Vitamin E Benefits: What Are They?

Vitamin E is a term that describes several fat-soluble nutrients with similar structures and functions. They are renowned for their powerful antioxidant effects, but what does this mean for our health?

This article explores the best-known vitamin E benefits, where to find it, and possible side effects. Read on for our complete guide.

Benefits of Vitamin E

The term vitamin E refers to a group of fat-soluble molecules with similar chemical structures and effects.

There are eight naturally occurring forms, of which alpha-tocopherol is the most biologically active. In fact, alpha-tocopherol is the only type of vitamin E that meets human nutritional requirements.

Alpha-tocopherol is the only type of vitamin E that meets human nutritional requirements.

Therefore, it is the best-researched form and the primary focus of this article.

Scientists Evans and Bishop discovered vitamin E in 1922. However, researchers are still investigating its full range of functions and precisely how it affects various aspects of human health.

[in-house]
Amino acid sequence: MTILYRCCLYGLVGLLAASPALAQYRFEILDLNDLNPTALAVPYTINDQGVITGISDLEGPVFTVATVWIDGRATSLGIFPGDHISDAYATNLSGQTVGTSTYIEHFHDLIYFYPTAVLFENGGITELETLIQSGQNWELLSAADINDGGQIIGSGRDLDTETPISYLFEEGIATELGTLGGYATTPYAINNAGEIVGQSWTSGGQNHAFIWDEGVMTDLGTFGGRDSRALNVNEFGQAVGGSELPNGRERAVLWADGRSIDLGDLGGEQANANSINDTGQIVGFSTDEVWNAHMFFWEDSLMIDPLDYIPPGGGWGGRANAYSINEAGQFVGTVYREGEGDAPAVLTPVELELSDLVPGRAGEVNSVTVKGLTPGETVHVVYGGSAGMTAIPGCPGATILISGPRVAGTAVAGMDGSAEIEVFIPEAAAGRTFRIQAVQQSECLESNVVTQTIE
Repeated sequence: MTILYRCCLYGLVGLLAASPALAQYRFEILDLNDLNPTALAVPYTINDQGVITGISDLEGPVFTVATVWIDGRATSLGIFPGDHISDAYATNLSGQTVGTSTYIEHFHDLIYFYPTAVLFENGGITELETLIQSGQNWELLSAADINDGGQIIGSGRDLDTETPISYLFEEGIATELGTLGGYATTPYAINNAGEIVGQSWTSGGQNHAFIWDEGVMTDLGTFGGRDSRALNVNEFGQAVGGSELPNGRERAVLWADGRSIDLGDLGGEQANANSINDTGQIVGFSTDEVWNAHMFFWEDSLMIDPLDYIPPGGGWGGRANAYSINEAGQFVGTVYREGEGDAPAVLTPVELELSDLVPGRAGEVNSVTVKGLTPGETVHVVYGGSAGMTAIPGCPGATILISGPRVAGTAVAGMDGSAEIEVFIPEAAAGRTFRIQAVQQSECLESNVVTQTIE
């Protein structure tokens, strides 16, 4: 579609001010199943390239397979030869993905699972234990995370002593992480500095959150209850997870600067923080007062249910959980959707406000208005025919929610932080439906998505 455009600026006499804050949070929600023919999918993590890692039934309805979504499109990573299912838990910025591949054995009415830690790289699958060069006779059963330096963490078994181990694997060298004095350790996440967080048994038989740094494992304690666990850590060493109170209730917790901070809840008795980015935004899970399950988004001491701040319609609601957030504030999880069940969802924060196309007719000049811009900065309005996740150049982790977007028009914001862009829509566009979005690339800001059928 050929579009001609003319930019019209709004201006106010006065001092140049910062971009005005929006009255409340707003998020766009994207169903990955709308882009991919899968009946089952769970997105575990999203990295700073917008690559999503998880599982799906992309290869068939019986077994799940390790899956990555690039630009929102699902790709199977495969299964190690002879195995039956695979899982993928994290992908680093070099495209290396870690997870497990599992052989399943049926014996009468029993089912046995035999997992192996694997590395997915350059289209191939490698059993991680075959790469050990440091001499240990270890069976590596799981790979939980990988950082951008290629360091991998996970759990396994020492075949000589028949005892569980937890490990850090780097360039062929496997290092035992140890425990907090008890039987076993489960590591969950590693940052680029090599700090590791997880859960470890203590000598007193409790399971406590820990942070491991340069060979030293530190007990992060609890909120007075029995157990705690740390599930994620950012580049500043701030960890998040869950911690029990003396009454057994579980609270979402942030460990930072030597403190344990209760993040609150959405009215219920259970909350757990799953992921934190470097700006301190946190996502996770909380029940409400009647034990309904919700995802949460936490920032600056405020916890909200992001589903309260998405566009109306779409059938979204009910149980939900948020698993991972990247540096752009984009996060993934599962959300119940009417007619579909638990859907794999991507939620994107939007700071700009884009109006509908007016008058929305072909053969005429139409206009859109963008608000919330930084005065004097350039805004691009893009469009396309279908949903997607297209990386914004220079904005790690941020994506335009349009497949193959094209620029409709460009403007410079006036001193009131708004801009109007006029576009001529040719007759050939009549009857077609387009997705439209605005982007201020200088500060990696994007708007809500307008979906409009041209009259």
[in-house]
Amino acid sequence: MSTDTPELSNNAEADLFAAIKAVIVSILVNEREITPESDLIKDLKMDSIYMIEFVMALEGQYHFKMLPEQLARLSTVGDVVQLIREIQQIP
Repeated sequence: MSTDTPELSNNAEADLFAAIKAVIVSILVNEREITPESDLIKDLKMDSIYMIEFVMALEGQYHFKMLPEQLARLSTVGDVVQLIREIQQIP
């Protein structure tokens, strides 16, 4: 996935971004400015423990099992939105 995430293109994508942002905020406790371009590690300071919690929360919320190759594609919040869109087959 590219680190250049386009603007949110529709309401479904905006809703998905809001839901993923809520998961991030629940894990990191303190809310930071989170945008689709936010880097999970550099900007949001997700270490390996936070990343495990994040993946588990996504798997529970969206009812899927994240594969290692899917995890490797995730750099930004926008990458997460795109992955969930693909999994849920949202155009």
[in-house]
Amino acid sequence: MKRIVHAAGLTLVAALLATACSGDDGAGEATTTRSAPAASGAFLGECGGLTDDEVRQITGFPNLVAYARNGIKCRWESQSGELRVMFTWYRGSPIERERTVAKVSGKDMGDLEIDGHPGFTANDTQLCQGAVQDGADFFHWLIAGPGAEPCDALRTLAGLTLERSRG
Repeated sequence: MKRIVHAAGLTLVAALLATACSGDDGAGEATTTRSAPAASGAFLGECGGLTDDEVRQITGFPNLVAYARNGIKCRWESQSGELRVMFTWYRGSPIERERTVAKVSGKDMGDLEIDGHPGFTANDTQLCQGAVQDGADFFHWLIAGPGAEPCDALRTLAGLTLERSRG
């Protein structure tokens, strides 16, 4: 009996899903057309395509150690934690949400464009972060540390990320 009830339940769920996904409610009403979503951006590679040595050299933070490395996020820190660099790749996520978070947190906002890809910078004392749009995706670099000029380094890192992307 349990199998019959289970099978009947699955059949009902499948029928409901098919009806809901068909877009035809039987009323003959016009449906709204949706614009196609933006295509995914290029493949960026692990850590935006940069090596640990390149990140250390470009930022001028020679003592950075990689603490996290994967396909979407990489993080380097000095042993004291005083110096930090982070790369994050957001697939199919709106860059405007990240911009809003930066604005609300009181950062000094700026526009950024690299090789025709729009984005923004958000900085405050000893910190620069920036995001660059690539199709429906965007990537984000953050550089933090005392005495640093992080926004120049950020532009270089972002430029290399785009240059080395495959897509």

What we do know is that vitamin E is good for our cells due to its potent antioxidant effects. But what exactly does this mean, and why is it important? Let’s take a closer look.

Acts as an Antioxidant

Antioxidants are compounds that protect our cells by reacting with harmful molecules called free radicals.

Our cells produce free radicals as a by-product when they generate energy. They are molecules that have an unpaired electron in their outer shells, making them highly unstable.

They take an electron from another molecule to stabilize themselves, causing the target to become a free radical itself.

In moderation, this chain reaction is beneficial and contributes significantly to normal immune function. However, in excess, it can damage cells by triggering a process known as oxidative stress.

Factors contributing to unhealthy free radical production and oxidative stress include tobacco smoking, environmental pollution, and ultraviolet radiation.

It is associated with the aging process and numerous chronic conditions, including diabetes, rheumatoid arthritis, neurodegenerative diseases, and more.

Therefore, minimizing free radical activity and oxidative stress is one of the best ways to maintain health. That is why antioxidants like vitamin E are so essential.